A notification from Clare TD Michael McNamara on the colossal amount spent on PCR testing by the Irish State during the Covid crisis to November 2021 has been met with shock and disbelief.
“The unparalleled scale of PCR testing in Ireland – to the exclusion of antigen testing – has led to astronomical costs being incurred. Government must explain why we had so much, and such expensive, PCR testing and stalled antigen testing despite an expert report calling for it,” Deputy McNamara wrote on Twitter.
The unparalleled scale of PCR testing in Ireland – to the exclusion of antigen testing – has led to astronomical costs being incurred. Government must explain why we had so much, and such expensive, PCR testing and stalled antigen testing despite an expert report calling for it. pic.twitter.com/GmG6a9nv9A
— Michael McNamara TD (@MlMcNamaraTD) January 20, 2022
Figures released to the Independent TD showed that the spend on PCR testing includes a €453.3m payment to the National Virus Reference Laboratory. An additional spend of €55 million went on community testing.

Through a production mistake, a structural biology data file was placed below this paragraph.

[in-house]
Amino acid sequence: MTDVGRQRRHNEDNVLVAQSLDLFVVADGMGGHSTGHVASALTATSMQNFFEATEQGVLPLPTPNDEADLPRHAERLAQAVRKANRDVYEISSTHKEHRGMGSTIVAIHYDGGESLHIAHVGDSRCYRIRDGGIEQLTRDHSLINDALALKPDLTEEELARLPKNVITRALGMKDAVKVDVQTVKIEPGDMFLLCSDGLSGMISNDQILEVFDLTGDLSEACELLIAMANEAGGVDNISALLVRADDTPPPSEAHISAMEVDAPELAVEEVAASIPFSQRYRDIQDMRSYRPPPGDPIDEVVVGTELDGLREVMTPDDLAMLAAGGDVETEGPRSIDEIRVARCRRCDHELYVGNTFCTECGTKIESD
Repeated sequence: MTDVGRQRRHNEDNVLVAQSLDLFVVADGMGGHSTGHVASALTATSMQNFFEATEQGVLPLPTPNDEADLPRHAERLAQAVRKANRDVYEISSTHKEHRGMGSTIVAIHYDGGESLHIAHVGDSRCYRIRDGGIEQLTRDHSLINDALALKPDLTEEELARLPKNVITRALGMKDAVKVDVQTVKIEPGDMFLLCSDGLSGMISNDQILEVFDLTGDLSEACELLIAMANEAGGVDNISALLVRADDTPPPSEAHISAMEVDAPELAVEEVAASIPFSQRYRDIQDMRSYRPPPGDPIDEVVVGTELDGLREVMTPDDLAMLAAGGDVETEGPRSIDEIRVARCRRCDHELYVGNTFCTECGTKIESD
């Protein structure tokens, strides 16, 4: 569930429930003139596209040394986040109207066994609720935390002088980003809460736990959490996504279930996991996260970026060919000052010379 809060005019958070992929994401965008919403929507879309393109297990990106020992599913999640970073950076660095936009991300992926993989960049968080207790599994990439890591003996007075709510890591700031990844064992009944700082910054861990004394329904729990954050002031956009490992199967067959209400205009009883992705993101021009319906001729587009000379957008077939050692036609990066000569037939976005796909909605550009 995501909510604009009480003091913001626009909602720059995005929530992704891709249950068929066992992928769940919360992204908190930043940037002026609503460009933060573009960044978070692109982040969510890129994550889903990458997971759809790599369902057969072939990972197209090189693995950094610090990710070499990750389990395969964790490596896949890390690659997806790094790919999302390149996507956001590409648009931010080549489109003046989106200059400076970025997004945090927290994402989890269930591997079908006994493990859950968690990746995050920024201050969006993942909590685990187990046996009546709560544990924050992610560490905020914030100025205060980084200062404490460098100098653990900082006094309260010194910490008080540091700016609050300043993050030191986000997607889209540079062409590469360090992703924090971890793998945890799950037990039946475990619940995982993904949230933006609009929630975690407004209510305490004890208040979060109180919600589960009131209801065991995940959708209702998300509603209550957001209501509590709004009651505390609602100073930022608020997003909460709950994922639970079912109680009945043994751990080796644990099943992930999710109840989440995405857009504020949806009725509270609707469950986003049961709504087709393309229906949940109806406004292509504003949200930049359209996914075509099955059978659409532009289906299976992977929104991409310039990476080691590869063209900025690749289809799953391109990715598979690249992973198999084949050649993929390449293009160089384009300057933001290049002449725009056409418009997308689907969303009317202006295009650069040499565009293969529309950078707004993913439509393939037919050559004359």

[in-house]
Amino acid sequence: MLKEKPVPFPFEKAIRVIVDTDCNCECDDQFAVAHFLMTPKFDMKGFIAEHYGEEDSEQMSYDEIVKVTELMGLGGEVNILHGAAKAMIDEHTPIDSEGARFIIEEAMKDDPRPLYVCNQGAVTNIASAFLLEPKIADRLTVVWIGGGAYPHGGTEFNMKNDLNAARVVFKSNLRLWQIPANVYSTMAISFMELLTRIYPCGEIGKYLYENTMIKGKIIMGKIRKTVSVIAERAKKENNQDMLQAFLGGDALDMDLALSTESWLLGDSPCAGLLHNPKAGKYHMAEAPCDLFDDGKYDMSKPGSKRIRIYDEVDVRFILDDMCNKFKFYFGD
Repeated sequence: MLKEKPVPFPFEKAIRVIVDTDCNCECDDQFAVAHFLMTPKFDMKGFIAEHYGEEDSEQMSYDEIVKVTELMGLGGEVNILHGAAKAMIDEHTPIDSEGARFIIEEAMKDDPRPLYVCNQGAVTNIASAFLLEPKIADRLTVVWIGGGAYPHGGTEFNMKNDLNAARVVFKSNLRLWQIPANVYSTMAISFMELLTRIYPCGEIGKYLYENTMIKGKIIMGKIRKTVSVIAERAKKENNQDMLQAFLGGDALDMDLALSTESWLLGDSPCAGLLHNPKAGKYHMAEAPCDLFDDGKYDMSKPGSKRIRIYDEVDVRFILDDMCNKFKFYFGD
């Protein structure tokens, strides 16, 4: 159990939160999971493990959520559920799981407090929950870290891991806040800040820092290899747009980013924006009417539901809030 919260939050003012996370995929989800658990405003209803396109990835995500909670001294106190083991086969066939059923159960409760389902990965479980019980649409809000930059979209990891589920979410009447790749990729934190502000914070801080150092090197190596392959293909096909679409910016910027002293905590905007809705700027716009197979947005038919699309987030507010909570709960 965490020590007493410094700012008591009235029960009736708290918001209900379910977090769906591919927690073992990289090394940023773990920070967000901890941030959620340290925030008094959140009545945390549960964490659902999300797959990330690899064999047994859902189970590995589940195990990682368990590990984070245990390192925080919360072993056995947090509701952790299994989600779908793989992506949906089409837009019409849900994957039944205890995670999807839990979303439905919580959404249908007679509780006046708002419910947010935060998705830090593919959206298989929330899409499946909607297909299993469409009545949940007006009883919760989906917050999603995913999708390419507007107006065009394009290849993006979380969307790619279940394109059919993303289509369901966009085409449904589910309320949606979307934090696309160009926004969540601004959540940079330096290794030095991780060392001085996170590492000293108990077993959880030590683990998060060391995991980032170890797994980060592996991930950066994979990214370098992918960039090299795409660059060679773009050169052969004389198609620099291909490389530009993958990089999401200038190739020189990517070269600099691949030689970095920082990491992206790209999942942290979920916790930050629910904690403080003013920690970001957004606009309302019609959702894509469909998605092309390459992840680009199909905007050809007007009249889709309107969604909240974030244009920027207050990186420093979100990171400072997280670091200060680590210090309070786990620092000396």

Chair of the NPHET Coronavirus Expert Advisory Group, Dr Cillian de Gascún, is also a Director of the National Virus Reference Laboratory since 2013.
The overall spend on PCR testing for Covid -19 will be increased by a major uptick in testing during December and January during the Omicron surge.
Deputy McNamara told the Examiner that the estimated PCR testing costs will eventually exceed €1 billion. He queried why antigen testing was not more widely used.
The HSE has responded by saying that it needed to meet demand for testing as Covid surge.
The extent of the spend was met with disbelief on Twitter.
Cardiologist Rory O’Hanlon said he needed to pick his jaw up off the floor.
Just need to pick my jaw up off the floor
— Rory O' Hanlon (@ohanloncmr) January 20, 2022
Surgeon Turlough O’Donnell claimed that experts who advised the use of antigen tests were ignored throughout the crisis.
— Turlough O'Donnell (@TurloughDonnell) January 20, 2022
As observed by several commentators, a government established expert group issued a report in March 2021 where a majority agreed with increased use of antigen testing.
Antigen tests are much cheaper but may be less sensitive than PCR tests. They look for specific proteins made by Covid-19 while PCR tests look for the RNA of the virus.